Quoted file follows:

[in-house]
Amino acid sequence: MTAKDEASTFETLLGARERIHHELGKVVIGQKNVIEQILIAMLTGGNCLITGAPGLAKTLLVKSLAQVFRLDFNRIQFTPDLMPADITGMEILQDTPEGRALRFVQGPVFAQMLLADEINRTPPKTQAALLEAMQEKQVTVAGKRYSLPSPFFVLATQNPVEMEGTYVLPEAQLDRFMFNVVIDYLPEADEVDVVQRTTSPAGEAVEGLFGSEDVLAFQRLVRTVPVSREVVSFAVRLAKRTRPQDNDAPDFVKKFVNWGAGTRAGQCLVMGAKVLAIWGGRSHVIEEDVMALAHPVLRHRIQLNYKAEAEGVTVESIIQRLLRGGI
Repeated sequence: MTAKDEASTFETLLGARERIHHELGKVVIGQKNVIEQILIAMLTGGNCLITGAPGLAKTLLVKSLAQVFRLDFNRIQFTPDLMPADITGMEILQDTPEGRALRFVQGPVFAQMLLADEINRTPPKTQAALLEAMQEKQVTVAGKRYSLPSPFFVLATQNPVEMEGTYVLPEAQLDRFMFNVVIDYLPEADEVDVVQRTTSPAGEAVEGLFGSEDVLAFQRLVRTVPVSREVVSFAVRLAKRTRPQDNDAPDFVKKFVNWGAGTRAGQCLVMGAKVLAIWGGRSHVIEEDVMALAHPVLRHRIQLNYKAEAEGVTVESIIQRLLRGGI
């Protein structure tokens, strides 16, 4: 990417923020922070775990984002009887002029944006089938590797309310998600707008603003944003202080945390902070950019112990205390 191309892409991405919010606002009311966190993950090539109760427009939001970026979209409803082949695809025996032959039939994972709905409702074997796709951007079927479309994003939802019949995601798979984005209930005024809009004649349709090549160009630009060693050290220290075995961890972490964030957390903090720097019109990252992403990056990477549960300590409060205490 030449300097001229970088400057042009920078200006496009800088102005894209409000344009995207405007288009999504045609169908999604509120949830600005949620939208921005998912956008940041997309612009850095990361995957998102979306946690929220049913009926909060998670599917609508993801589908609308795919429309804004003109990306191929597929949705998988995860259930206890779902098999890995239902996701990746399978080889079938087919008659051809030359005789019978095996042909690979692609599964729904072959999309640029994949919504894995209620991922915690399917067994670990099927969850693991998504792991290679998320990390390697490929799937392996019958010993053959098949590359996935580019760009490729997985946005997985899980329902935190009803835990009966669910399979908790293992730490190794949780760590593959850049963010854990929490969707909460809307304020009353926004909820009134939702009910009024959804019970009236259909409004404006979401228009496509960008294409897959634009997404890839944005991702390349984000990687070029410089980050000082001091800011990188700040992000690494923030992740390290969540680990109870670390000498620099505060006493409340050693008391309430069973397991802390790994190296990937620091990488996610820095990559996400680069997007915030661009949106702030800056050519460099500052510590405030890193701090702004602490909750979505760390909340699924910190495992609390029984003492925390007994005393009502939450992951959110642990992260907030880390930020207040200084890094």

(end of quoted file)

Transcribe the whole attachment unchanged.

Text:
[in-house]
Amino acid sequence: MTAKDEASTFETLLGARERIHHELGKVVIGQKNVIEQILIAMLTGGNCLITGAPGLAKTLLVKSLAQVFRLDFNRIQFTPDLMPADITGMEILQDTPEGRALRFVQGPVFAQMLLADEINRTPPKTQAALLEAMQEKQVTVAGKRYSLPSPFFVLATQNPVEMEGTYVLPEAQLDRFMFNVVIDYLPEADEVDVVQRTTSPAGEAVEGLFGSEDVLAFQRLVRTVPVSREVVSFAVRLAKRTRPQDNDAPDFVKKFVNWGAGTRAGQCLVMGAKVLAIWGGRSHVIEEDVMALAHPVLRHRIQLNYKAEAEGVTVESIIQRLLRGGI
Repeated sequence: MTAKDEASTFETLLGARERIHHELGKVVIGQKNVIEQILIAMLTGGNCLITGAPGLAKTLLVKSLAQVFRLDFNRIQFTPDLMPADITGMEILQDTPEGRALRFVQGPVFAQMLLADEINRTPPKTQAALLEAMQEKQVTVAGKRYSLPSPFFVLATQNPVEMEGTYVLPEAQLDRFMFNVVIDYLPEADEVDVVQRTTSPAGEAVEGLFGSEDVLAFQRLVRTVPVSREVVSFAVRLAKRTRPQDNDAPDFVKKFVNWGAGTRAGQCLVMGAKVLAIWGGRSHVIEEDVMALAHPVLRHRIQLNYKAEAEGVTVESIIQRLLRGGI
């Protein structure tokens, strides 16, 4: 990417923020922070775990984002009887002029944006089938590797309310998600707008603003944003202080945390902070950019112990205390 191309892409991405919010606002009311966190993950090539109760427009939001970026979209409803082949695809025996032959039939994972709905409702074997796709951007079927479309994003939802019949995601798979984005209930005024809009004649349709090549160009630009060693050290220290075995961890972490964030957390903090720097019109990252992403990056990477549960300590409060205490 030449300097001229970088400057042009920078200006496009800088102005894209409000344009995207405007288009999504045609169908999604509120949830600005949620939208921005998912956008940041997309612009850095990361995957998102979306946690929220049913009926909060998670599917609508993801589908609308795919429309804004003109990306191929597929949705998988995860259930206890779902098999890995239902996701990746399978080889079938087919008659051809030359005789019978095996042909690979692609599964729904072959999309640029994949919504894995209620991922915690399917067994670990099927969850693991998504792991290679998320990390390697490929799937392996019958010993053959098949590359996935580019760009490729997985946005997985899980329902935190009803835990009966669910399979908790293992730490190794949780760590593959850049963010854990929490969707909460809307304020009353926004909820009134939702009910009024959804019970009236259909409004404006979401228009496509960008294409897959634009997404890839944005991702390349984000990687070029410089980050000082001091800011990188700040992000690494923030992740390290969540680990109870670390000498620099505060006493409340050693008391309430069973397991802390790994190296990937620091990488996610820095990559996400680069997007915030661009949106702030800056050519460099500052510590405030890193701090702004602490909750979505760390909340699924910190495992609390029984003492925390007994005393009502939450992951959110642990992260907030880390930020207040200084890094």